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IK Multimedia iLoud MTM

Active Monitors With Room Correction
By Phil Ward

IK Multimedia iLoud MTM

Though compact and affordable, IK's newest monitors manage to cram in a remarkable amount of tech — and the results speak for themselves.

Our esteemed editor reviewed the IK Multimedia iLoud Micro back in SOS November 2016 and, given that monitor's minuscule dimensions, Paul was extremely impressed. So, when the new iLoud MTM was announced I was intrigued. My intrigue, however, was not based entirely on the iLoud track record, it was also spiked by the MTM's D'Appolito configuration (more below) and by the fact that IK's acoustic room correction system (ARC) is integrated into the monitor's electronics. As far as I can recall, the iLoud MTM's built-in room correction is a first for an entry-level nearfield monitor. So there's a fair bit to consider with the iLoud MTM, but to kick things off I'll begin with a description.

Firstly, the iLoud MTM is a decidedly small monitor and is equally suitable for either desktop or more conventional nearfield monitor installation — either side of a DAW screen on wall brackets, for example. In order to help with desk mounting, the monitors are supplied with adjustable stands that attach to the bottom of the enclosures and enable the upward angle to be adjusted from horizontal to +20 degrees. The stand also provides a degree of mechanical decoupling, which will likely be beneficial when desk mounting is employed. In addition to the stand, the iLoud MTM monitors are also supplied with profiled 'rubber' pads that enable them to be used in landscape mode. I suspect, however, that landscape mode will be the exception rather than the norm — particularly as the acoustic dispersion characteristics that result from the monitors' D'Appolito format will likely be most beneficial in portrait mode.

Being so compact, it's perhaps no surprise that the iLoud MTM enclosure is constructed entirely from injection–moulded plastic. It feels reasonably rigid and non-resonant, however, and, in contrast to some of the distressingly heavy monitors that have recently passed though my studio room, the iLoud MTMs are refreshingly light at just 2.5kg each. The plastic enclosures (and, for that matter, the stands) are finished in a dark grey textured paint. Oh for a bit of colour in my monitor-dominated world!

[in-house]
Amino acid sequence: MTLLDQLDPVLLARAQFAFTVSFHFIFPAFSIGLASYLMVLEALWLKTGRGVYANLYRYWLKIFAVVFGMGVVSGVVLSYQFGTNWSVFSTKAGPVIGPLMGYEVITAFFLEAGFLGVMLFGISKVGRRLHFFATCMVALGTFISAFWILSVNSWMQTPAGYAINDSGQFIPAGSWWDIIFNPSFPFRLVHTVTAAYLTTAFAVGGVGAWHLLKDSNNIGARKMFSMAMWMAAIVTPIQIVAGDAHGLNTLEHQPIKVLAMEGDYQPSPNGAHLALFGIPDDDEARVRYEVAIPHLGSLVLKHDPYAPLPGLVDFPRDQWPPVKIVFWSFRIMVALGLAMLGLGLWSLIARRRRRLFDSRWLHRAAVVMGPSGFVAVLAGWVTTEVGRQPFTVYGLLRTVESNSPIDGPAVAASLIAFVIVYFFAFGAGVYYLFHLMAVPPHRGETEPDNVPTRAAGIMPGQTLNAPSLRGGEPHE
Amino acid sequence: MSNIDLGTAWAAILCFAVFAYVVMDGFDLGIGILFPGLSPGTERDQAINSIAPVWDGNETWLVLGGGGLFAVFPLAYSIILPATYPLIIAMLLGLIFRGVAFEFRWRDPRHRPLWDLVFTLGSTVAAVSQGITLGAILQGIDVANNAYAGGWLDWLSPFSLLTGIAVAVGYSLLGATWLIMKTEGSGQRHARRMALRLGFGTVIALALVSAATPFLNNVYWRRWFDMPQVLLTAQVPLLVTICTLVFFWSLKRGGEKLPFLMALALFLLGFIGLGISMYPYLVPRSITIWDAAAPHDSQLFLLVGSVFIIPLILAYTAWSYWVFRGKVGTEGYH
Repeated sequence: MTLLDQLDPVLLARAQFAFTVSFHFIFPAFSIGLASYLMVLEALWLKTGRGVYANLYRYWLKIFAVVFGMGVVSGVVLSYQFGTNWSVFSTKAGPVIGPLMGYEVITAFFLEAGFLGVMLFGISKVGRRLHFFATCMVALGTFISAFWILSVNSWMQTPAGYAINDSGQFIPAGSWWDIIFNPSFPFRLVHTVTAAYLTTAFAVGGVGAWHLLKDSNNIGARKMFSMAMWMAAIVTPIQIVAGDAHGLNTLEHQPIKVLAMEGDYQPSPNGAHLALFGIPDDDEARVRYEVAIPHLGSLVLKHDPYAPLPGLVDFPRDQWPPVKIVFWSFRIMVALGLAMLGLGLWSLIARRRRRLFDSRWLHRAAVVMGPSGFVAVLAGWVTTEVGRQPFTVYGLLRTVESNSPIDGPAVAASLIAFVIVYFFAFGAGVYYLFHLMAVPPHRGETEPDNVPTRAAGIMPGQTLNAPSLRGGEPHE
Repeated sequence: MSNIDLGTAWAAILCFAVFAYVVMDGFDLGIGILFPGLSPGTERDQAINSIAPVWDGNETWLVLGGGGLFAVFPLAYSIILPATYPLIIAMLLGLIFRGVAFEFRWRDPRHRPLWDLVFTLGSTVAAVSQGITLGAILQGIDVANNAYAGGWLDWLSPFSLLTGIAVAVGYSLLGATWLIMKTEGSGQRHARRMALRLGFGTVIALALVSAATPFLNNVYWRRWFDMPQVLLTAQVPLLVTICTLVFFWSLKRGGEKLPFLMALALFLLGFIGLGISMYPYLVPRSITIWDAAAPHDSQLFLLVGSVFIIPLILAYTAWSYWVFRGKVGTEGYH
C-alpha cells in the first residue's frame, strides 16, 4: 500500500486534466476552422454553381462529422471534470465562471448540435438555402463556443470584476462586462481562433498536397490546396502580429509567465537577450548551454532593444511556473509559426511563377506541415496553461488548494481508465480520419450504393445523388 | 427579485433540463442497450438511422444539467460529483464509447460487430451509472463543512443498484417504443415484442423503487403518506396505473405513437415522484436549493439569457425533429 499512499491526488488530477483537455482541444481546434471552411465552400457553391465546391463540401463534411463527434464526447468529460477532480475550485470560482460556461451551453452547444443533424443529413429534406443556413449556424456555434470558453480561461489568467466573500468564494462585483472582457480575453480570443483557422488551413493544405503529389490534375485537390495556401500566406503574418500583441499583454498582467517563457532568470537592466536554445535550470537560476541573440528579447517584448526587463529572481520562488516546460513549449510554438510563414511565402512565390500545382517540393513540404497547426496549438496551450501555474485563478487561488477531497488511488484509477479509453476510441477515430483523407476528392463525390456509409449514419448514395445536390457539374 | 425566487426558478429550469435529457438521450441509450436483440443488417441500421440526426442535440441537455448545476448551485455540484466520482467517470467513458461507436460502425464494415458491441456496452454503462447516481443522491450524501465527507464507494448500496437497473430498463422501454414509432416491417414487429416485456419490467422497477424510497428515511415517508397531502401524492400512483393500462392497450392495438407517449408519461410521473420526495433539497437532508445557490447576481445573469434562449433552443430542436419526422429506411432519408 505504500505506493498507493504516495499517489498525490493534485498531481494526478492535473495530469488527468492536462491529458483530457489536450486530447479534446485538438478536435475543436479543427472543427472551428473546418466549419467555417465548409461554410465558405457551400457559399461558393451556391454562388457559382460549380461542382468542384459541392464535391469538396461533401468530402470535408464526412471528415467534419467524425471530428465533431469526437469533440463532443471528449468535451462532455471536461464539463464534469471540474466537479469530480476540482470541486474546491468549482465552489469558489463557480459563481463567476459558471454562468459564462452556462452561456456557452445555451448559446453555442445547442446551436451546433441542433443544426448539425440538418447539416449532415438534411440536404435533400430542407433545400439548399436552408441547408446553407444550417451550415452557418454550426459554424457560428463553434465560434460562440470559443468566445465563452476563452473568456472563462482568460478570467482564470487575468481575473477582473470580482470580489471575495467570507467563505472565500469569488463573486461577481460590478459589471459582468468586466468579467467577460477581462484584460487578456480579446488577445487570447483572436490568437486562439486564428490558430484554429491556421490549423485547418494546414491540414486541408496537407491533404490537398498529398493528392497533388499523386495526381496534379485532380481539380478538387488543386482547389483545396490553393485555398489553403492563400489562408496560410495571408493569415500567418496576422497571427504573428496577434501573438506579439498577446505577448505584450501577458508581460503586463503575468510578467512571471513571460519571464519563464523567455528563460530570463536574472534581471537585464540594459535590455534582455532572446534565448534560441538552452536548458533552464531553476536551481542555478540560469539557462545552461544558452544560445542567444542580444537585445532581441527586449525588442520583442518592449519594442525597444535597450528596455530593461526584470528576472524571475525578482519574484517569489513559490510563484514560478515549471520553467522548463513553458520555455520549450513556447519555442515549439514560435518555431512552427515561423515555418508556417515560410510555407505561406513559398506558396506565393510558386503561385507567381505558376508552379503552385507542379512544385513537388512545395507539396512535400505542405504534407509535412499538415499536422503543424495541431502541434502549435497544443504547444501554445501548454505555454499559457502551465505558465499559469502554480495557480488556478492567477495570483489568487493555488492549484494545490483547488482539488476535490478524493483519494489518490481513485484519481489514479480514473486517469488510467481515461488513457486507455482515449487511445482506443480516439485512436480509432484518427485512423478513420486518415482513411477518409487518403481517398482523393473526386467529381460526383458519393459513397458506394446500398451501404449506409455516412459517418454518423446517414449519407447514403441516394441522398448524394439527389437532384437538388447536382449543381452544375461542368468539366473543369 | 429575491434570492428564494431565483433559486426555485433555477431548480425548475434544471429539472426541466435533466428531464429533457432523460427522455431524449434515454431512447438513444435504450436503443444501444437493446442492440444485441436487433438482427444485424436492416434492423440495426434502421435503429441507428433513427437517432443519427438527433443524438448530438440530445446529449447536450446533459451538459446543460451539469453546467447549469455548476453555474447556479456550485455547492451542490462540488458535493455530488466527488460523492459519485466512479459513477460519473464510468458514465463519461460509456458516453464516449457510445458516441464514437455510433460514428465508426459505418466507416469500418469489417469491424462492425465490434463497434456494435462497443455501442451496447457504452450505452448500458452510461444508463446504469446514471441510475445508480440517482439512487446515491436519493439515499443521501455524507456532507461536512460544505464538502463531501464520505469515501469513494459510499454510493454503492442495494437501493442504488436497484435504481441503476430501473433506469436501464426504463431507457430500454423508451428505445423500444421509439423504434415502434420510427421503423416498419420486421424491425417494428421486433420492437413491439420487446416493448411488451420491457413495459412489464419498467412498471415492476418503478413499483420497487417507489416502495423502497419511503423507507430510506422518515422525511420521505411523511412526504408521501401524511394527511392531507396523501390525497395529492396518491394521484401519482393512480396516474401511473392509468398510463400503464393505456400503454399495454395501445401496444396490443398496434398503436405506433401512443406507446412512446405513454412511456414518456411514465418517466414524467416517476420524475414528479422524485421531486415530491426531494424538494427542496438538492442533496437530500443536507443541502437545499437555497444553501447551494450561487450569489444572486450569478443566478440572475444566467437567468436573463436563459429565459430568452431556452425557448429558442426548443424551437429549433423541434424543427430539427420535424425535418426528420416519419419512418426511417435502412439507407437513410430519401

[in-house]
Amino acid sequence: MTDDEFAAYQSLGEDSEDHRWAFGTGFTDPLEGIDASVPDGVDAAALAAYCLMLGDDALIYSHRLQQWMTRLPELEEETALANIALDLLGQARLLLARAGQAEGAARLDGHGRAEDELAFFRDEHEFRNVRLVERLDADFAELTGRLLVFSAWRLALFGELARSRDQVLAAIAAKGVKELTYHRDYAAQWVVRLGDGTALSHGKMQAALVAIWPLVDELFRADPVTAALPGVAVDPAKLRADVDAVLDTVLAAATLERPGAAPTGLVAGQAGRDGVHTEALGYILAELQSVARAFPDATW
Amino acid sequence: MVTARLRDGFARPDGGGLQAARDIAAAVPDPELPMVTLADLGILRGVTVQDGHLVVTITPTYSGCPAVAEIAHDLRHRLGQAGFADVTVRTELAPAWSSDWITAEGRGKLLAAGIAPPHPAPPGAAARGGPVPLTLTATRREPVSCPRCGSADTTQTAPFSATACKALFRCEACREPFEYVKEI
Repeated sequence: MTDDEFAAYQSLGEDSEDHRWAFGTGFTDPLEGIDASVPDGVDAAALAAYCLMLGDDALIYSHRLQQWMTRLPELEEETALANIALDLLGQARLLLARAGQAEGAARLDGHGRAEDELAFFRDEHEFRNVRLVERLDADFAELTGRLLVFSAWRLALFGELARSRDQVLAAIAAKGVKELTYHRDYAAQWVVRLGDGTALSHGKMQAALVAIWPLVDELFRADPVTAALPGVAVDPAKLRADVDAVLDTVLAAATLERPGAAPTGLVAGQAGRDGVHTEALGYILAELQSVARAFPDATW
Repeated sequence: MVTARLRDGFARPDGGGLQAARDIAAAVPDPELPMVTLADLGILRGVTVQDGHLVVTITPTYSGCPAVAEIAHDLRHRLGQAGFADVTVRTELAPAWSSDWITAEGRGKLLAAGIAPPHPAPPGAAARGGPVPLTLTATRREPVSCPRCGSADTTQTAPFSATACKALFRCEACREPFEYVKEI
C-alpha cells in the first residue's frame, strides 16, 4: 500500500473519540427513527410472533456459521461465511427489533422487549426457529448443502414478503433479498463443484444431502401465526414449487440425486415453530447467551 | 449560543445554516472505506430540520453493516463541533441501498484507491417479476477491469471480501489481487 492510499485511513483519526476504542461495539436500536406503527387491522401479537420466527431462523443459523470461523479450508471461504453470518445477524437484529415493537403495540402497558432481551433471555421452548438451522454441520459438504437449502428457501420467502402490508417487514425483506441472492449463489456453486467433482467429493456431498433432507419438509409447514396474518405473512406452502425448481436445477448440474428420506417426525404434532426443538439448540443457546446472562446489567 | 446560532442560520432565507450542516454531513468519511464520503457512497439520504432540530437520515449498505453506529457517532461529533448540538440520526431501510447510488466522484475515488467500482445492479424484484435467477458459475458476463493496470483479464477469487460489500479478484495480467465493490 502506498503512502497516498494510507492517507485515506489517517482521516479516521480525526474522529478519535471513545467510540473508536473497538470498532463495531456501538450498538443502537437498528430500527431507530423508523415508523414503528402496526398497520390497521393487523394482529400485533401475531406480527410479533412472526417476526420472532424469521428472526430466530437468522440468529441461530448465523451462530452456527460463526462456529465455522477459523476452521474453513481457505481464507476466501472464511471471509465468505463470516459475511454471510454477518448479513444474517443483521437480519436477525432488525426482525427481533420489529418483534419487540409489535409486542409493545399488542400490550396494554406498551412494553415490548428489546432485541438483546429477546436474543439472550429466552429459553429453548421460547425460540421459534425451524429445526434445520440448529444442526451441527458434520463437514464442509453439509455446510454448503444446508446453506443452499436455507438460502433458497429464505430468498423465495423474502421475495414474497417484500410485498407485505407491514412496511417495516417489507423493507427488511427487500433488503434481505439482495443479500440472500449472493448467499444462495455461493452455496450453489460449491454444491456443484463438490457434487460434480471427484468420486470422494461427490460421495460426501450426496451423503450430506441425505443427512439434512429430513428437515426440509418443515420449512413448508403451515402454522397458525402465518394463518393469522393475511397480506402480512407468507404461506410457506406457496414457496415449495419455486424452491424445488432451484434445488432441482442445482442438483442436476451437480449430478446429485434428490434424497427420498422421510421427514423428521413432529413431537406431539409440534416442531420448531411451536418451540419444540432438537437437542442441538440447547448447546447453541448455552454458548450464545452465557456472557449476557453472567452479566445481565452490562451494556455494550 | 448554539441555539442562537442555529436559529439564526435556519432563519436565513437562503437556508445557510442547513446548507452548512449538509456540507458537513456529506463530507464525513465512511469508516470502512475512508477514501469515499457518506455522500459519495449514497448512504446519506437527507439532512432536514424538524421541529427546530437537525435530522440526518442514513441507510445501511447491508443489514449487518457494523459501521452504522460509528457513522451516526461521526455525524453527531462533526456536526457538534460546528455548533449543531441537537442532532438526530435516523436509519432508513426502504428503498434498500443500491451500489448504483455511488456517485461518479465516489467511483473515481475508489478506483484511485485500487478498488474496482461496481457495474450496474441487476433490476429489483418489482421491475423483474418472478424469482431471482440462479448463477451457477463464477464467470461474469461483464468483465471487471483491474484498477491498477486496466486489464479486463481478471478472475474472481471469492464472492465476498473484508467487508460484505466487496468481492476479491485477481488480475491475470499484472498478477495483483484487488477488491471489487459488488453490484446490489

Around the front, the iLoud MTM sports three drivers: twin bass/mid drivers and one tweeter, hidden behind black perforated metal grilles. IK Multimedia give little away on the specifics of the driver technology employed in the MTM monitors other than that the 3.5–inch (90mm in real money) bass/mid drivers incorporate a polypropylene cone and that the 1–inch (25mm) 'silk' dome tweeter has a back chamber. A back chamber on a tweeter is often a good thing as it acts to lower the driver's fundamental resonance, which in turn can make a low crossover frequency more viable. The only further front panel features of note are some modest waveguide–style profiling around the tweeter, and a multi-colour LED that displays in different colours to indicate various operational and setup modes.

Pushing Buttons

The back panel is where you'll find the input socket, the volume knob, the switches for the various EQ settings, and the mini-jack input for the ARC measurement microphone.The back panel is where you'll find the input socket, the volume knob, the switches for the various EQ settings, and the mini-jack input for the ARC measurement microphone.The back panel of the iLoud MTM plays host to the expected mains input and signal sockets (analogue only on XLR/balanced jack 'combi' socket), a variable gain control that I left at maximum, and a bunch of push switches used to select EQ and input sensitivity options, and to engage the ARC room–correction mode. A USB port is present for applying firmware updates, and there's also a mini-jack input for the ARC mic and, finally, a reflex port. Flaring on the reflex port exit is not hugely generous, but, again, the compact dimensions of the MTM make that a bit tricky — there simply isn't the requisite back panel real estate. And while I'm on the subject of ports, considering the iLoud MTM's compact dimensions and competitive price, IK Multimedia would have had few options but to go with port loading. Closed–box loading would have required much more heavily engineered bass/mid drivers and significantly more amplifier power. Speaking of amplifier power, the iLoud MTM's bass/mid amp is rated at 70 Watts and its tweeter amp at 30 Watts.

Before I flesh out the iLoud MTM EQ...

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Published October 2019